How our leaders speak of death and tragedy

“It’s a big loss” for the SEALs, one of the officials said. “The numbers are high.”

Reflecting on the sobering loss, President Barack Obama said the deaths were “a reminder of the extraordinary sacrifices made by the men and women of our military and their families, including all who have served in Afghanistan.”

There they go again. Every time there is a terrorist attempt or terrorist attack, every time a service member dies in combat, our leaders automatically and without fail speak of it as a “reminder” of something. “This is a reminder that the terrorist problem is still with us.” “This is a reminder that we still have much to do in Afghanistan.” It is a phrase permanently locked into our leaders’ brains and tongues. That they speak this way is itself a reminder of the abstracted, unreal, dehumanized mindset of the modern elite. In reality, the death of those men in Afganistan today was not a reminder of extraordinary sacrifices, it was itself the sacrifice. The “reminder” phrase weirdly distances us from the actual deaths of those men and turns the deaths into a mere mental note in our heads.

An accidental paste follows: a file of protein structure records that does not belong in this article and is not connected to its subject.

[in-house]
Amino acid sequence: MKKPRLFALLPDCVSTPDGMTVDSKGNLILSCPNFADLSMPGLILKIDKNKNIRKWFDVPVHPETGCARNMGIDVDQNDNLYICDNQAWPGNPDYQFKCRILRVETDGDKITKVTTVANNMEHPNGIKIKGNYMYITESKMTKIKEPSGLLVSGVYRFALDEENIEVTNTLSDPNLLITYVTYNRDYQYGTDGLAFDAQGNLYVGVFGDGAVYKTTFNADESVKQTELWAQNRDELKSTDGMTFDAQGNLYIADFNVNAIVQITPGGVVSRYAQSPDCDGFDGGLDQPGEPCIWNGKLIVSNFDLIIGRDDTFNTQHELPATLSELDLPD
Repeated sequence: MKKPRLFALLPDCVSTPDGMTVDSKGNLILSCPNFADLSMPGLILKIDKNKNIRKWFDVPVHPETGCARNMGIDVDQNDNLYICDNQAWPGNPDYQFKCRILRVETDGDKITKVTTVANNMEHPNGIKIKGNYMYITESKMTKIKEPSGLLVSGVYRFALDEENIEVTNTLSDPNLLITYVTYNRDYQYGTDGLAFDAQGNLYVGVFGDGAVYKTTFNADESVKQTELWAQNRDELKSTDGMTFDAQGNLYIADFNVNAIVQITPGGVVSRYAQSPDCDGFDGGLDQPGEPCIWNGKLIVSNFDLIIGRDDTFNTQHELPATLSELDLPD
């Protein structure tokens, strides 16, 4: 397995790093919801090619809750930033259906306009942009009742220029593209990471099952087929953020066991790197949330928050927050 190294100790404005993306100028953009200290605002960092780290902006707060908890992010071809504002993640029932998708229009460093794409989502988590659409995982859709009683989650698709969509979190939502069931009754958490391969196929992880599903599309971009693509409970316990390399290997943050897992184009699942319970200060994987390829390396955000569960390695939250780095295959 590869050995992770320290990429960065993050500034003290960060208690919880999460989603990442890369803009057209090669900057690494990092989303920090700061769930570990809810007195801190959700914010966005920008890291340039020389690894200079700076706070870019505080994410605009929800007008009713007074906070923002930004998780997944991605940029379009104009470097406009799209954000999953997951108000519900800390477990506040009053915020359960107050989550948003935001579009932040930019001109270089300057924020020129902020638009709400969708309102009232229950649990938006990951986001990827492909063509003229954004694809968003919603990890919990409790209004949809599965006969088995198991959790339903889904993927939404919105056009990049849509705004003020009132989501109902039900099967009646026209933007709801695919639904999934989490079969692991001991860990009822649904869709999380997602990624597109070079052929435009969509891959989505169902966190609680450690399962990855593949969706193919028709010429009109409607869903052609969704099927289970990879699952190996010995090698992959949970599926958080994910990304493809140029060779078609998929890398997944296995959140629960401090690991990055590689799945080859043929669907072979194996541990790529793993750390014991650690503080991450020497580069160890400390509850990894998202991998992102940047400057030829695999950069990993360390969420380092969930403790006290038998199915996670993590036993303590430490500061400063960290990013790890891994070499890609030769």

How would you like to have died in combat for your country, or to have been killed by a terrorist bomb, and on your tombstone it said:

John Smith
His death was a reminder.

- end of initial entry -

August 7

Michael S. writes:

Hey, at least his death wasn’t a “wake-up call.”

Posted by Lawrence Auster at August 06, 2011 10:49 PM | Send

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